Reflections on Making the Case

David Zarefsky*

*Corresponding author for this work

Research output: Chapter in Book/Report/Conference proceedingChapter

Abstract

From a rhetorical perspective, arguing involves making a case in an attempt to convince a relevant audience of a claim about what we collectively should do or how we should act. Arguments are often made in public contexts, where norms and conventions are less clearly established than in dialogic situations. While grounded in particular situations, rhetorical argument also reaches beyond them to relate specific cases to more general theories or strategies. It seeks both to use or establish general claims and to enrich our understanding of the specific case. These two goals exist in productive tension. Both practitioners and analysts of rhetoric engage in making the case. This essay is a slightly revised version of the opening essay in Olson, K.M., Pfau, M.W., Ponder, B. & Wilson, K.H. (Ed.), Making the case: Advocacy and judgment in public argument, published in 2012 by Michigan State University Press. This book is a collection of essays originally presented at a conference at Northwestern University on the occasion of my retirement in 2009.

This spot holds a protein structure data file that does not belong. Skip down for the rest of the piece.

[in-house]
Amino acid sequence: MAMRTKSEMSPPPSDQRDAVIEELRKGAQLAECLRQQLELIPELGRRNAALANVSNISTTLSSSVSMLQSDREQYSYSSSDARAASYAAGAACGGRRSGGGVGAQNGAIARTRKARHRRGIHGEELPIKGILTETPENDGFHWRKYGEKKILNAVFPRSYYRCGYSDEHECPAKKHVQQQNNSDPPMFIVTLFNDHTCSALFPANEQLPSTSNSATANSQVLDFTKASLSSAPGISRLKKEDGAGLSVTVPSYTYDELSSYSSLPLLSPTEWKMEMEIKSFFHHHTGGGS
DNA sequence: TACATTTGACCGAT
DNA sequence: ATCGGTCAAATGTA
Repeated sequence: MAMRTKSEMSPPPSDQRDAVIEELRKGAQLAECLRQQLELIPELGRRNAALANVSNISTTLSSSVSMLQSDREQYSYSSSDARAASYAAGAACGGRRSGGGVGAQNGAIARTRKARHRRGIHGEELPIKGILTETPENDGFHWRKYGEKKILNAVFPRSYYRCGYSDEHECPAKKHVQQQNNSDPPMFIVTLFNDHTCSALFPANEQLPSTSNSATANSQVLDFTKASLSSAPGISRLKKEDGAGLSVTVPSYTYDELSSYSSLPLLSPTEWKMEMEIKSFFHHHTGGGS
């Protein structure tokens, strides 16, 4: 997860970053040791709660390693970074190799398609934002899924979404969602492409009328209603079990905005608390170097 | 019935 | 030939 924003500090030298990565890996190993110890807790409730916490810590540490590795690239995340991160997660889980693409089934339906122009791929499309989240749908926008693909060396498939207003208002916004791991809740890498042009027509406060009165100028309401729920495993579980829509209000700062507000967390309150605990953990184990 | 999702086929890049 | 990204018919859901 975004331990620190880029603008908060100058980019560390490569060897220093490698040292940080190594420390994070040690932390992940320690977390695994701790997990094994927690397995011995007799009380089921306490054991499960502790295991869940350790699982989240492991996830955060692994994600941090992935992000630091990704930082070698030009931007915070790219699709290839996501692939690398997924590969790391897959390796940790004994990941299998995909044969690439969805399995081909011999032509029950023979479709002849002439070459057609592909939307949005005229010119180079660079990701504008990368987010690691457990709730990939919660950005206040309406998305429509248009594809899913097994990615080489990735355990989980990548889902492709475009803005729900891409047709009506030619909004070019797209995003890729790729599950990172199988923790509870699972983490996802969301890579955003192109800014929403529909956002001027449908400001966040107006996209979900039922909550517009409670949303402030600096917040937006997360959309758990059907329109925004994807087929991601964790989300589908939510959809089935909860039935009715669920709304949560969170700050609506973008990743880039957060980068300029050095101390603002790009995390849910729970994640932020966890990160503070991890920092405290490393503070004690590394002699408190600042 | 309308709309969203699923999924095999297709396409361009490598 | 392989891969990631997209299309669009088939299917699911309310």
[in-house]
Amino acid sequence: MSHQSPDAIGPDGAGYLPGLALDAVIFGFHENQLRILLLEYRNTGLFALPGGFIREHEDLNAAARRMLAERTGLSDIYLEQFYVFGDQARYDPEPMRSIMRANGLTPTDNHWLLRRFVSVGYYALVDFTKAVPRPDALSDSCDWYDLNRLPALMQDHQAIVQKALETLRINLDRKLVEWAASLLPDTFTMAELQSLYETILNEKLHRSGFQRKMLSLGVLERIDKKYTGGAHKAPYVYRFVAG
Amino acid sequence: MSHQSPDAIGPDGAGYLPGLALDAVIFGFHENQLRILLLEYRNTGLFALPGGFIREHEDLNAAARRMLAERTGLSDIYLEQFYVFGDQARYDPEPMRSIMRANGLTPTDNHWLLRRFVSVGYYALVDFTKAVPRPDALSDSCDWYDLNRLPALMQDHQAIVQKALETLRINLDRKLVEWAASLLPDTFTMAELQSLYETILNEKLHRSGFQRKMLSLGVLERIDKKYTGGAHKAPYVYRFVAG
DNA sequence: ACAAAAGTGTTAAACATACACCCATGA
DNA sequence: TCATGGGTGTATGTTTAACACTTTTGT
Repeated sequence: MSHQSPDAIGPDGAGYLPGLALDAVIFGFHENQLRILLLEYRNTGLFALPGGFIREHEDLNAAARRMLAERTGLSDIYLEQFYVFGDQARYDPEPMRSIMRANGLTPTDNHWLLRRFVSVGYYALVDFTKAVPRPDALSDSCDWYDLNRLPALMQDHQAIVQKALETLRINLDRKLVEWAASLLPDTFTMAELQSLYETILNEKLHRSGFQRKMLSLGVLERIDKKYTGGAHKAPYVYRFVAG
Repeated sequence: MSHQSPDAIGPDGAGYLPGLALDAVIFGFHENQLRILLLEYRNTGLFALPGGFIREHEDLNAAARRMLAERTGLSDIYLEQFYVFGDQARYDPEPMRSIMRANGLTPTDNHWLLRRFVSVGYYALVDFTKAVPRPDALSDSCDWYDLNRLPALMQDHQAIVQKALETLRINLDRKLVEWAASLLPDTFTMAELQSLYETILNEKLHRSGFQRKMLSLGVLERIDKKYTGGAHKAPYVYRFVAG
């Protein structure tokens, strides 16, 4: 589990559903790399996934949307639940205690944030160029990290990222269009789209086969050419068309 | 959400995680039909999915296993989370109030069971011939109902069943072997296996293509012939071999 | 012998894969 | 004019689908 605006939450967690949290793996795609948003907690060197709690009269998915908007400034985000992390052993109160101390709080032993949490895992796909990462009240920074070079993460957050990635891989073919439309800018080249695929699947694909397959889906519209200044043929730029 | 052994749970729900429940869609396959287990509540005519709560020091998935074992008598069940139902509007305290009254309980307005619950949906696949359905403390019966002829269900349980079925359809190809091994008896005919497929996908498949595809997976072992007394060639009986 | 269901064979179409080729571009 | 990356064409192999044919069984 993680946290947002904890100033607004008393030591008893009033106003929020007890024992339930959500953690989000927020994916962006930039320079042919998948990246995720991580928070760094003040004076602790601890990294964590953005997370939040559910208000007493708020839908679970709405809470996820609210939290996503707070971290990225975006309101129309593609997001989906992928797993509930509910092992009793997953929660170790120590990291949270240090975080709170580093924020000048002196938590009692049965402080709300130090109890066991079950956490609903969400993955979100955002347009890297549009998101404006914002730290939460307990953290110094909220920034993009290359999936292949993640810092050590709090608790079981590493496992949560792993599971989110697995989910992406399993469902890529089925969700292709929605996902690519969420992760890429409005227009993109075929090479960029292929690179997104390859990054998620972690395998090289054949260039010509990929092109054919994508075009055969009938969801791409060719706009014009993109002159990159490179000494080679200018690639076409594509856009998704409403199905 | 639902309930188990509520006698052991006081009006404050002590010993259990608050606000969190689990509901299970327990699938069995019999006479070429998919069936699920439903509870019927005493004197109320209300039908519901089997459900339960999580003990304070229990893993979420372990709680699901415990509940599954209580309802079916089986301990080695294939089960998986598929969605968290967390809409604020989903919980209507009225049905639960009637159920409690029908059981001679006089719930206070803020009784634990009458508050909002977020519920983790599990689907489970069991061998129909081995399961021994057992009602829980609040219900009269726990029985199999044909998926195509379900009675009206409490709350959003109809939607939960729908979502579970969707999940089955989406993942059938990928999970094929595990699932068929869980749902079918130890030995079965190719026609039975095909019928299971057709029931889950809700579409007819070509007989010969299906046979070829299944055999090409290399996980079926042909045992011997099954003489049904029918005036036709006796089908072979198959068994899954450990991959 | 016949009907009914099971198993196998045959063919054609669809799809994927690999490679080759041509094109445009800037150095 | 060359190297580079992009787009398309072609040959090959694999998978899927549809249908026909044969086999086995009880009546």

Original languageEnglish (US)
Title of host publicationArgumentation Library
PublisherSpringer Nature
Pages3-13
Number of pages11
DOIs
StatePublished - 2014

Publication series

NameArgumentation Library
Volume24
ISSN (Print)1566-7650
ISSN (Electronic)2215-1907

Keywords

  • Argumentative case
  • Context
  • Public argument
  • Public sphere
  • Rhetorical criticism

ASJC Scopus subject areas

  • Law
  • Philosophy
  • Linguistics and Language
  • Language and Linguistics

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